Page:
Marijuana is now either legalized, legalized for medical use or decriminalized by state law in nearly one-half of the United States. However, it is still illegal under federal law. The US Supreme Court determined in Gonzales v. Raich that the powers granted the federal government in the Commerce Clause support federal legislative authority to act. The years since that case have seen troughs and peaks of federal enforcement, promises not to enforce and those promises broken. Now as businesses begin the task of selling marijuana under state law, they discover that banks are unwilling to handle their money. Fearful of running afoul of federal law and facing disciplinary action or worse, federally licensed banks are refusing to handle marijuana money that is legally obtained under state law but are illegal proceeds of a crime under federal law. The DOJ recently promised to give banks guidance on how to legally handle this money without risking enforcement action. Banks are skeptical. These are the kinds of policy promises that have been broken before and, of course, are non-binding on future administrations who can prosecute past actions. So it looks like marijuana dispensary entrepreneurs will be burying a lot of cash in coffee cans in their backyards. The more things change . . .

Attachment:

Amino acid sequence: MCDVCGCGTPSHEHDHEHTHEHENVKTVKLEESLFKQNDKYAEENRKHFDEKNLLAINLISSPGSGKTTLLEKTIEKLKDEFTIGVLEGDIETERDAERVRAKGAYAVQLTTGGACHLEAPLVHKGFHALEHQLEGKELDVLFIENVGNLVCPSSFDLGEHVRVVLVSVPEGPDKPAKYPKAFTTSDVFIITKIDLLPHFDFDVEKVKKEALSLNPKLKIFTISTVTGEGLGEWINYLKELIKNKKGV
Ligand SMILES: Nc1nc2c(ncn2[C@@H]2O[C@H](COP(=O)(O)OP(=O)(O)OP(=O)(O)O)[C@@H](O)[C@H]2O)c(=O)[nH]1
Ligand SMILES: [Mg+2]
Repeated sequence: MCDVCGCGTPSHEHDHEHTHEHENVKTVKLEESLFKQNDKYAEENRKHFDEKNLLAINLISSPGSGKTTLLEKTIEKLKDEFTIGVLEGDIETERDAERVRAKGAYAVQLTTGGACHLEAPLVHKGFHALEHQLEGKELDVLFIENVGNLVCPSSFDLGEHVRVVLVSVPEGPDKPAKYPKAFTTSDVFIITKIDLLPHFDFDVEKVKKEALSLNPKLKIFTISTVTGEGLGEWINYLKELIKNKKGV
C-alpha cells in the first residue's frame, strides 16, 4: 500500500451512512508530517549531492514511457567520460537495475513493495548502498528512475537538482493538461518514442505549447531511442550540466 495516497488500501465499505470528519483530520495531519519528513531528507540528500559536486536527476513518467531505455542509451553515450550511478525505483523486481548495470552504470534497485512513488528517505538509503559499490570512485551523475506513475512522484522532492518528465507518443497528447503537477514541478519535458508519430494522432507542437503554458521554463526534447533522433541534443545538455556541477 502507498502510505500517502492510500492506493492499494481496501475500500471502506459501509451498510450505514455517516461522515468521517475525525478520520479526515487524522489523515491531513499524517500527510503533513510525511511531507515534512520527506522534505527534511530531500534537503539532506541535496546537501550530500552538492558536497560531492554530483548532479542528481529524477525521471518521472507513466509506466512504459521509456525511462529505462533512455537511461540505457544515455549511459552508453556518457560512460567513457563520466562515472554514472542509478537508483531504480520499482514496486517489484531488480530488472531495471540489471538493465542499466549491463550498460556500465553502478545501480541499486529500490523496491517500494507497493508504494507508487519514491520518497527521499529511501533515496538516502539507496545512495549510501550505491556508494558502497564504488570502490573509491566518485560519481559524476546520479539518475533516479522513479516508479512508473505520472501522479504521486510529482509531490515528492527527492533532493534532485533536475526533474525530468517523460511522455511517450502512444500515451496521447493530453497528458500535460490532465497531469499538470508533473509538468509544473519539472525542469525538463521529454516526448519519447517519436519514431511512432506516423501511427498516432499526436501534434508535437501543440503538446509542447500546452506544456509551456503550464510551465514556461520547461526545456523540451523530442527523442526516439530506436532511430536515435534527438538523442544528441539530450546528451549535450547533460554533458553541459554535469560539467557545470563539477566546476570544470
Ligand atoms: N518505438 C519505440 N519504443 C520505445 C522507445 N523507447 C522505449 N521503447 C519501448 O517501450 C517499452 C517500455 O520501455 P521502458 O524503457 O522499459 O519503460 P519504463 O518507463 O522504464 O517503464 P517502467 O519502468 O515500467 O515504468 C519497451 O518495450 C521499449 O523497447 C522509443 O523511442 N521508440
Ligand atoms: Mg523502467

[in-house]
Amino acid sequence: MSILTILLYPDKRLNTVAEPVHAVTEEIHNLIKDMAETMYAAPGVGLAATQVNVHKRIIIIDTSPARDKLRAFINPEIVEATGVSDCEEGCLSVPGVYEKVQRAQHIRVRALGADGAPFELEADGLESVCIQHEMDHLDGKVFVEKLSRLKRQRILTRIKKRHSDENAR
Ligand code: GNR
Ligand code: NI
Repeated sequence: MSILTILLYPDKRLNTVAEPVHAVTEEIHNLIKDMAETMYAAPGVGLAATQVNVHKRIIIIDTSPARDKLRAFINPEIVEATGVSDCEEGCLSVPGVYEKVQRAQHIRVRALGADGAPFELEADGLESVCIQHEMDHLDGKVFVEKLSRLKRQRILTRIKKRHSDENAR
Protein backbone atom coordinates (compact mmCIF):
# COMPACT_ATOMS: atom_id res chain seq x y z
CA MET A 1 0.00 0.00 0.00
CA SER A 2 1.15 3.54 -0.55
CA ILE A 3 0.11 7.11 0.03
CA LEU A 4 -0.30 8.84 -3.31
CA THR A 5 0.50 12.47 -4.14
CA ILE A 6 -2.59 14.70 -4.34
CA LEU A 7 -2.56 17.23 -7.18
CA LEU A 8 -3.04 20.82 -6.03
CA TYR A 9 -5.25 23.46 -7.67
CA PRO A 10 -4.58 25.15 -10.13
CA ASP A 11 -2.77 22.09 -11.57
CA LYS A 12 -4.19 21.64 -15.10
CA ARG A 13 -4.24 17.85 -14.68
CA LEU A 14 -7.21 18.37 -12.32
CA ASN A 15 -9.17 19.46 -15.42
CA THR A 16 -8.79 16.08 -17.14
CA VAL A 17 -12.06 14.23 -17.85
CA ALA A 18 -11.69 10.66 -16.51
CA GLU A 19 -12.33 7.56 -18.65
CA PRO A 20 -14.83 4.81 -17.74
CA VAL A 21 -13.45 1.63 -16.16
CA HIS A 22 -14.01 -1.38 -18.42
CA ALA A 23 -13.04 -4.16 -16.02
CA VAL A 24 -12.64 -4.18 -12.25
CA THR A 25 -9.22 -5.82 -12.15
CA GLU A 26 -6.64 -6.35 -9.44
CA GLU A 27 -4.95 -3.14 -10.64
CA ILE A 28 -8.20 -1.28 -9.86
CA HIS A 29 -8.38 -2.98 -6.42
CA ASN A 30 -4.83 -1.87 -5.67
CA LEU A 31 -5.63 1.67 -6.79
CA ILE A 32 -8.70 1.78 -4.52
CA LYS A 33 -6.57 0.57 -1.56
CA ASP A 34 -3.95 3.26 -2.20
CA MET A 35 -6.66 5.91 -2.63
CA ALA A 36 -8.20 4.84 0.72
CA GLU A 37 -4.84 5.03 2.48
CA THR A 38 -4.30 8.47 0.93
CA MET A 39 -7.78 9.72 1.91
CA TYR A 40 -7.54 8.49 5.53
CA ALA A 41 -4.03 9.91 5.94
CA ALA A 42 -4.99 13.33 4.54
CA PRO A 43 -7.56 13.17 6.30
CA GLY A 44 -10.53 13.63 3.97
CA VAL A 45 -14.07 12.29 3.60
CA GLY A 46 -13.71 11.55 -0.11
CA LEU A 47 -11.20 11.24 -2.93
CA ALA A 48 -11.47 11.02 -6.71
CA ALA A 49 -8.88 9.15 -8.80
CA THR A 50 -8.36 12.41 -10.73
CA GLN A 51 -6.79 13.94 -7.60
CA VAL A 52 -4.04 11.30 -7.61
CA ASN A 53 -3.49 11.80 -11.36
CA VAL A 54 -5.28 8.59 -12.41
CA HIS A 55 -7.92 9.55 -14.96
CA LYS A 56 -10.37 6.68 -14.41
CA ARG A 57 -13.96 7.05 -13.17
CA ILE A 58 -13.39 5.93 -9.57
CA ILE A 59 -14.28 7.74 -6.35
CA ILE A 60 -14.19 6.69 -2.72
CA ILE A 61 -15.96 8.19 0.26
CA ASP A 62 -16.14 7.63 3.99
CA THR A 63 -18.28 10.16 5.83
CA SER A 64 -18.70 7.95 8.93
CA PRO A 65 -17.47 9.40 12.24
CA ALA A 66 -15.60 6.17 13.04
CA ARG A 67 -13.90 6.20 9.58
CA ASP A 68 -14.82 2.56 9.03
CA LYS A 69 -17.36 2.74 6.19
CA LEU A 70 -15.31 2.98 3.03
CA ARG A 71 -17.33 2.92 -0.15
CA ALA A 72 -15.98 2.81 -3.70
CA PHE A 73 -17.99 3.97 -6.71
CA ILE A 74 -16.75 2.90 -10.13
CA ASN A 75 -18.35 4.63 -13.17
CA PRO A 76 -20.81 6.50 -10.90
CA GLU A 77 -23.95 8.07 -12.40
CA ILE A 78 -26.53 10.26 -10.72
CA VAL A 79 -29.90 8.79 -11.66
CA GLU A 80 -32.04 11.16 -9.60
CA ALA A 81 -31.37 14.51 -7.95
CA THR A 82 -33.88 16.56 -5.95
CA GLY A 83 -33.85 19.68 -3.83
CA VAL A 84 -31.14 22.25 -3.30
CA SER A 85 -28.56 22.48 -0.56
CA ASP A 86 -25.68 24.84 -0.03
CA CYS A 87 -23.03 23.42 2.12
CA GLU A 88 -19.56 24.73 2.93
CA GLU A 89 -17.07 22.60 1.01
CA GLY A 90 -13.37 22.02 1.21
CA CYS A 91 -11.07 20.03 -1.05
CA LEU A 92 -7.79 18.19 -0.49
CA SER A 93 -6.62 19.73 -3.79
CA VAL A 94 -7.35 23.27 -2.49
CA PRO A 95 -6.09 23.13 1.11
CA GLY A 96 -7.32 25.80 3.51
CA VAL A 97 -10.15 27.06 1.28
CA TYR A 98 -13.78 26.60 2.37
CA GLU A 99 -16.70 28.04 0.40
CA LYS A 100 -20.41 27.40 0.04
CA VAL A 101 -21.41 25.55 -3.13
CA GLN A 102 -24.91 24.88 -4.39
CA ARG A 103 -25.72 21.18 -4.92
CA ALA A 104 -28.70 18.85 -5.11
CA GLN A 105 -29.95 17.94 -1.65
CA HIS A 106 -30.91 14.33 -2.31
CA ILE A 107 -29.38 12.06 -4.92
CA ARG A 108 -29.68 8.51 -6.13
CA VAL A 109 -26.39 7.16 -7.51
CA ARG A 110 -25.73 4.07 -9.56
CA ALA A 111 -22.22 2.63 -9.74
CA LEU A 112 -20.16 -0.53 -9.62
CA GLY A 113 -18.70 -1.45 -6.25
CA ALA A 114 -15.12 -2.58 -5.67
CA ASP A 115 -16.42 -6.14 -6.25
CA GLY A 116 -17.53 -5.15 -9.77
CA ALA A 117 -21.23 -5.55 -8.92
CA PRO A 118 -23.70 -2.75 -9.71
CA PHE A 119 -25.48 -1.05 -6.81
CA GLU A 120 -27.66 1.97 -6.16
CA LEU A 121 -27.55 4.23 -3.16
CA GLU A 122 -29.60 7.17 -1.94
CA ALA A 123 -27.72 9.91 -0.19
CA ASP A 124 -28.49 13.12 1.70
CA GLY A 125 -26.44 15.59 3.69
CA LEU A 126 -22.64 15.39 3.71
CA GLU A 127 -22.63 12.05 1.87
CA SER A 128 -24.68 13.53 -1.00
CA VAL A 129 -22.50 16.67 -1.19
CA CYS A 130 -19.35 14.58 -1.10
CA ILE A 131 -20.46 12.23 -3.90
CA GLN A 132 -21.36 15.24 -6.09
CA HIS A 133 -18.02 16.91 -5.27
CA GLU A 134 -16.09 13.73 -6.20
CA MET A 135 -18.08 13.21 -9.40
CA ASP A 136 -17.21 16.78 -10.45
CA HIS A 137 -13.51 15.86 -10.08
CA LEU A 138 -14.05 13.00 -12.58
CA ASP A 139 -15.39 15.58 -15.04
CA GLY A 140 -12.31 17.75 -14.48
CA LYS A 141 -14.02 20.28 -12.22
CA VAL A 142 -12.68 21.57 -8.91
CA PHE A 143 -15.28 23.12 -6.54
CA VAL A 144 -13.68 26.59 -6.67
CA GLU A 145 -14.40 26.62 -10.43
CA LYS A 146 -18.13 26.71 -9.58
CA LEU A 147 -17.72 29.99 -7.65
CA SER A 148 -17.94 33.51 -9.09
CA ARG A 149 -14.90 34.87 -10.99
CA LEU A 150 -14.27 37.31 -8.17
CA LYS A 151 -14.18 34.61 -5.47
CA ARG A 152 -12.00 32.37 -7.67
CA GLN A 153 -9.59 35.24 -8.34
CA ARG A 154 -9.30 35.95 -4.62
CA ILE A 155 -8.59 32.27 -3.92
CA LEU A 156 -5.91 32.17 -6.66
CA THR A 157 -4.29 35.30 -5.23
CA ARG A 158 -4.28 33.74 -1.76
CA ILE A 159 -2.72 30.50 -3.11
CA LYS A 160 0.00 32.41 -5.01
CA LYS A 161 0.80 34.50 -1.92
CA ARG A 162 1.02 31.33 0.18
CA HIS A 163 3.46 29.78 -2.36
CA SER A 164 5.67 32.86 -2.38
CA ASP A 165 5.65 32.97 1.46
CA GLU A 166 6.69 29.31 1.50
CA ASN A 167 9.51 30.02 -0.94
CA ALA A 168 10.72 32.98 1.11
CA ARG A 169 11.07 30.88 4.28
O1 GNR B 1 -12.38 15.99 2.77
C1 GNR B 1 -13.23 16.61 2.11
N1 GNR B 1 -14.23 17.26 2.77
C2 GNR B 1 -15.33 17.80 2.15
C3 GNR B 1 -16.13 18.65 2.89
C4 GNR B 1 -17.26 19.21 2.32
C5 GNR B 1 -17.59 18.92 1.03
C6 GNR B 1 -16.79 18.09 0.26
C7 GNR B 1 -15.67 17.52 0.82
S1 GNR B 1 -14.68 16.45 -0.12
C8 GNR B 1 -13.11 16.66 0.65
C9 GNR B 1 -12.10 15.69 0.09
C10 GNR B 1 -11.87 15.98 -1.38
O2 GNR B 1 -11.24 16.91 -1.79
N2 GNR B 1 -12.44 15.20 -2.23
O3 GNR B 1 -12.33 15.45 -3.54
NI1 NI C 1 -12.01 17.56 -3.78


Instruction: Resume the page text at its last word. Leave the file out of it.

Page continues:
Warning: This video includes the word "f**k"
Is this how legal recreational use of marijuana will affect businesses?